Keri: Oh, nice. Oh, you've got the camera. All righty, then.
Man: Yeah. I'm not sure if that's a bass, though, he’s acting funny.
Man: Yeah. Oh, it's a bass.
Keri: It's a bass.
Man: Come here, sweetie. Ooh.
Keri: He swam the other way, not me. He saw the net and went under the boat.
Man: That's a good fish.
Keri: That's a nice fish.
Glenn: Hey, folks. Glenn May here at BassResource.com, and today I wanna talk to you about fishing crankbaits in the summertime. Now, bass are up active. They feed throughout in the summer, their metabolism is high, and they wanna eat baitfish. That's what they feed on during the summertime is baitfish. So, what better bait to use than a crankbait, right? Well, it's a little more in depth than that. I wanna talk to you about the different types of crankbaits I use and how I fish them and different places I fish them during the summertime and hopefully it helps you, too.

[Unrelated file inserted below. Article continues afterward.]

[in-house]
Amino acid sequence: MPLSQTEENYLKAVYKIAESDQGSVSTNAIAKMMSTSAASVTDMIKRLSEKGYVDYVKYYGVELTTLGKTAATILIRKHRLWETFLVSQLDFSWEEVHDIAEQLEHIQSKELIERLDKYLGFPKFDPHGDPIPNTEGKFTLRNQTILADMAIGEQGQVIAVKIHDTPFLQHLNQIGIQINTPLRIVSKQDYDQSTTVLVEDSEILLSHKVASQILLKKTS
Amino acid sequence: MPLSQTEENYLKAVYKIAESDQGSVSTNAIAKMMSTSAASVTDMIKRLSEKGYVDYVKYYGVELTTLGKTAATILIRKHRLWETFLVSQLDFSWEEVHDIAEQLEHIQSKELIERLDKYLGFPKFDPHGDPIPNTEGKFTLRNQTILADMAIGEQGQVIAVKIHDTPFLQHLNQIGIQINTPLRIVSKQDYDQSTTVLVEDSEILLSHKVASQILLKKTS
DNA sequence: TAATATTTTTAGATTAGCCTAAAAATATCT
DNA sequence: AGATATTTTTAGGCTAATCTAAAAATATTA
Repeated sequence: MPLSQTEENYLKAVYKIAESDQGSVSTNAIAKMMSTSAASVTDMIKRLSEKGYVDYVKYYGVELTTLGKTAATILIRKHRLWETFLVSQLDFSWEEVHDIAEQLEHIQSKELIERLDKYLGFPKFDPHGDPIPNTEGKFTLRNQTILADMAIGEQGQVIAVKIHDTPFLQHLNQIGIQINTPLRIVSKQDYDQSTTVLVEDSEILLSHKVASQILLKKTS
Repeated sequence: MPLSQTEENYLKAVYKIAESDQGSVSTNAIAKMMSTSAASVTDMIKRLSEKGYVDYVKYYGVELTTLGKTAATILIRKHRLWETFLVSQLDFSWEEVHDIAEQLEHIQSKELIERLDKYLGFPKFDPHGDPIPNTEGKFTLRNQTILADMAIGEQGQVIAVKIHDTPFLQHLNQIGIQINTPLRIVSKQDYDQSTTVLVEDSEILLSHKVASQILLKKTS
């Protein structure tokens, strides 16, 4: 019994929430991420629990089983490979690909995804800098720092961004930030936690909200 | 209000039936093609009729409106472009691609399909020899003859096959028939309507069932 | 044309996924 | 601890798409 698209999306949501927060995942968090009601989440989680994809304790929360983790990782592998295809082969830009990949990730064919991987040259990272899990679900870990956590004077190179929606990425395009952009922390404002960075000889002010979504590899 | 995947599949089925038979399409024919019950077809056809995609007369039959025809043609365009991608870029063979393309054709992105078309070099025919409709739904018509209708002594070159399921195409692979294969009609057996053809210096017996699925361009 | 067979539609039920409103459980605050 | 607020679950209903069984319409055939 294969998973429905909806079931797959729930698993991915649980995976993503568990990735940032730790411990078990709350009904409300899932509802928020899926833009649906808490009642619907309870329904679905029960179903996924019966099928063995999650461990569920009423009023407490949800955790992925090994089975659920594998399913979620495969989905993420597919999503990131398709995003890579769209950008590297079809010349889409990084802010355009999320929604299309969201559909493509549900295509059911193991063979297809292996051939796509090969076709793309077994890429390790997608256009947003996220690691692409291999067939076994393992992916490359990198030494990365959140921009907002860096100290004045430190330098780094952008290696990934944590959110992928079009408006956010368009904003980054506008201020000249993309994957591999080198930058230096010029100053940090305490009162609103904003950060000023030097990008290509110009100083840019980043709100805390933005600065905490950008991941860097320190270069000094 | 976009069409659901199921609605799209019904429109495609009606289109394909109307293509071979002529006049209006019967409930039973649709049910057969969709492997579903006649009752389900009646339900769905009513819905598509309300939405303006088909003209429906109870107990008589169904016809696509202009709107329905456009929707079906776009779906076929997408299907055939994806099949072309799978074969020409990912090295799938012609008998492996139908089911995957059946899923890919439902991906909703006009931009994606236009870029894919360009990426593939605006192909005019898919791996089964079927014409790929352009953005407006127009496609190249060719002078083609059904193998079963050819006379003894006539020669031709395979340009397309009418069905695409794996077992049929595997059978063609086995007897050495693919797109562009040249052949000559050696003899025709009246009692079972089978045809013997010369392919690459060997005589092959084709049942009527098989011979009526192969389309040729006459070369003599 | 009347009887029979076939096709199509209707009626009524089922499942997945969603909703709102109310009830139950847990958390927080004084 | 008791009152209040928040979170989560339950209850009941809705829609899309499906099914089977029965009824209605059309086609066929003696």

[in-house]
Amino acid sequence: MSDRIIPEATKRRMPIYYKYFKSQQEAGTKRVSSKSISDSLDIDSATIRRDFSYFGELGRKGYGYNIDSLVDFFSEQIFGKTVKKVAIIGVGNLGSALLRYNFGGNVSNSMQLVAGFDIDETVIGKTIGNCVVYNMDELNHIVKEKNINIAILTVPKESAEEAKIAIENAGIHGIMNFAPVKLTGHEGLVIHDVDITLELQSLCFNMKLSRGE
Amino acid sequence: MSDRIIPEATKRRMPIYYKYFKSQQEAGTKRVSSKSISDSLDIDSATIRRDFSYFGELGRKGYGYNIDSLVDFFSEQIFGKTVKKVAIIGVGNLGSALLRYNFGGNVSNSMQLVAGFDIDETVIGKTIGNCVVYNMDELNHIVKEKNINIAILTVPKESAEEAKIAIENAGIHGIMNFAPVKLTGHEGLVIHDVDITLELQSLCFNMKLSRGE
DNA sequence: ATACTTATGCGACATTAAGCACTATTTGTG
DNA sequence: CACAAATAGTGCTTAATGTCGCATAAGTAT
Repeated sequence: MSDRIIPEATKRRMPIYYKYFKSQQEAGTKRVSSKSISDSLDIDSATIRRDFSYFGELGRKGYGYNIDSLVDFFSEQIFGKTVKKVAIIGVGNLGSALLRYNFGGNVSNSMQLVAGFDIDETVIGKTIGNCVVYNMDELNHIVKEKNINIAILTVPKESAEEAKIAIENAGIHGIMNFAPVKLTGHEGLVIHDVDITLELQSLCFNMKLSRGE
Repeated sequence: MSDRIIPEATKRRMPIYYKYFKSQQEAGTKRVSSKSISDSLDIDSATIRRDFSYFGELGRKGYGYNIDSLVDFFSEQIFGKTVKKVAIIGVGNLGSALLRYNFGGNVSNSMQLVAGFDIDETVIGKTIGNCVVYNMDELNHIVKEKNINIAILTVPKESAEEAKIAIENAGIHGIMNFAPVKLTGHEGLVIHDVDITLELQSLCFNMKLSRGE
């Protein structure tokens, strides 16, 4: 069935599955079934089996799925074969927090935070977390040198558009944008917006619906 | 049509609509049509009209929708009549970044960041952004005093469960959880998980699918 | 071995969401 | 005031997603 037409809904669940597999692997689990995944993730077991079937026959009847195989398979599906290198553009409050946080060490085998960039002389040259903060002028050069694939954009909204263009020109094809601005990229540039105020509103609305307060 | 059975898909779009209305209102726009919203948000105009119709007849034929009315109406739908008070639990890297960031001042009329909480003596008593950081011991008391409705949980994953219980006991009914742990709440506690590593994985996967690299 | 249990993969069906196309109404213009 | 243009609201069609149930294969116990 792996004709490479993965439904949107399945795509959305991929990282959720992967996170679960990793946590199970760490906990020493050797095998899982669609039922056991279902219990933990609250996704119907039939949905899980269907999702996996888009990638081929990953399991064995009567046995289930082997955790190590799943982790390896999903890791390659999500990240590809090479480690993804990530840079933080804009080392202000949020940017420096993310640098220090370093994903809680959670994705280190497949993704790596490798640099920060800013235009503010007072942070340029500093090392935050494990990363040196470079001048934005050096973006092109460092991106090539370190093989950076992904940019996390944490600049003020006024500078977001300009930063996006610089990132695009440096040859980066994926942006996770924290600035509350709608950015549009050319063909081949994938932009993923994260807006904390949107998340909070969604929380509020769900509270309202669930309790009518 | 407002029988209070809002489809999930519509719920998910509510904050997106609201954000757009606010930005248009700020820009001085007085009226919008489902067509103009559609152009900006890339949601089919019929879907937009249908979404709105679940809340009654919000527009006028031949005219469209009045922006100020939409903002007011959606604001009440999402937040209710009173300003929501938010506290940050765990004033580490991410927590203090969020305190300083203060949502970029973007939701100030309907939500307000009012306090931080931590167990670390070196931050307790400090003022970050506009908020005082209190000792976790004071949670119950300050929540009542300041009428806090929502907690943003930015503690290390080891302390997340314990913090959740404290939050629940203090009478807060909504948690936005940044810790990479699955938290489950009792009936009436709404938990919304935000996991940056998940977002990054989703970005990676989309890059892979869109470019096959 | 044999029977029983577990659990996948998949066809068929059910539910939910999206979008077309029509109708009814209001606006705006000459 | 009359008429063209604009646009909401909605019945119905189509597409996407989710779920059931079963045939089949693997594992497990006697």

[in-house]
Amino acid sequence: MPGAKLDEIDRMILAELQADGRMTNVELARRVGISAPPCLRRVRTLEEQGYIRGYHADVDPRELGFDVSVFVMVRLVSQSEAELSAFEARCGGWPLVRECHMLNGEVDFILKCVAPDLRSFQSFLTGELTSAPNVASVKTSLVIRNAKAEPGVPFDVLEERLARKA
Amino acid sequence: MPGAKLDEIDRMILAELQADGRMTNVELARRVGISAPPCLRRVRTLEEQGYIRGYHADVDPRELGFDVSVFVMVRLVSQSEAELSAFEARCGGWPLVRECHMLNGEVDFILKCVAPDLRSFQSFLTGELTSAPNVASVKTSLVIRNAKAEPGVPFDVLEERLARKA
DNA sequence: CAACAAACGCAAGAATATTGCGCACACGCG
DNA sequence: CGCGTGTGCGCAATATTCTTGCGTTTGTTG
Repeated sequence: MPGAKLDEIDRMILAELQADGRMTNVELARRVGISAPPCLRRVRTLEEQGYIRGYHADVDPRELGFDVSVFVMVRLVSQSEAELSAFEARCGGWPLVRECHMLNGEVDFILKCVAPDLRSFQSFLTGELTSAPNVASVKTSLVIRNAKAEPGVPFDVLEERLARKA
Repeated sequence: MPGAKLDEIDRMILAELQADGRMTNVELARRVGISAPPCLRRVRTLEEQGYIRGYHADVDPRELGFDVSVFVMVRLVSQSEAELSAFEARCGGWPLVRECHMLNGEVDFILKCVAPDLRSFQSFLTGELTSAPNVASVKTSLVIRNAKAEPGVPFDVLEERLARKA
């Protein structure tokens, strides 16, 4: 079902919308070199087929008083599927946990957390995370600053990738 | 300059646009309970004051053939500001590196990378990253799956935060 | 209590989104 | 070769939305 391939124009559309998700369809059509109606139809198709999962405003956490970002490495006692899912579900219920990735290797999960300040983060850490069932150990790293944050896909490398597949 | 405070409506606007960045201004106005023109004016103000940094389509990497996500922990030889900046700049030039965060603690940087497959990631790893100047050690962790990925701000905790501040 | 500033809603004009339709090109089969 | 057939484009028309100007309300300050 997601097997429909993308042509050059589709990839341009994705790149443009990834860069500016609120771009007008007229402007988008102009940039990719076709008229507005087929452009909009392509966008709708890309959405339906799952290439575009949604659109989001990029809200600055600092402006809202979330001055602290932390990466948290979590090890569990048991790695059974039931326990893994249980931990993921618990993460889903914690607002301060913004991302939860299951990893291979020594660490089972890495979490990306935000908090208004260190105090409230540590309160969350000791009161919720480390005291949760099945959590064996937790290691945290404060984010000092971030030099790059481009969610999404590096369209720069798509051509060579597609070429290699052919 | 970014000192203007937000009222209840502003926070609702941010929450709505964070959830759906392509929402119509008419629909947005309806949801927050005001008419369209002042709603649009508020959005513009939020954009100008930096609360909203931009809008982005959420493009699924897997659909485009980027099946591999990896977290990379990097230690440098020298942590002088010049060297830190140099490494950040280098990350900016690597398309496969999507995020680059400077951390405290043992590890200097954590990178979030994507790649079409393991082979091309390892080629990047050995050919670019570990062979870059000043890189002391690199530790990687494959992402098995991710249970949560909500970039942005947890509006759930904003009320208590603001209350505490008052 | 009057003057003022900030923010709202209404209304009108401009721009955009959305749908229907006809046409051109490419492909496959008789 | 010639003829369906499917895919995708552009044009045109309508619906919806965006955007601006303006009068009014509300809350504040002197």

So, what we wanna start off first, though, with is the rod and the reel and what I'm using and why I'm using it. I'd like to start off with a rod that's got more of a moderate type action here. This one here is a seven-foot moderate power...that's actually a medium-power moderate action rod. And look at where it bends. It starts bending way down here actually. Okay? That's what you want, a lot of flex in it.
And the reason being is these crankbaits, they all have...they've got these little hooks, little treble hooks on them. They're not super big. They're not super thick. They don't got a whole lot of bite to them.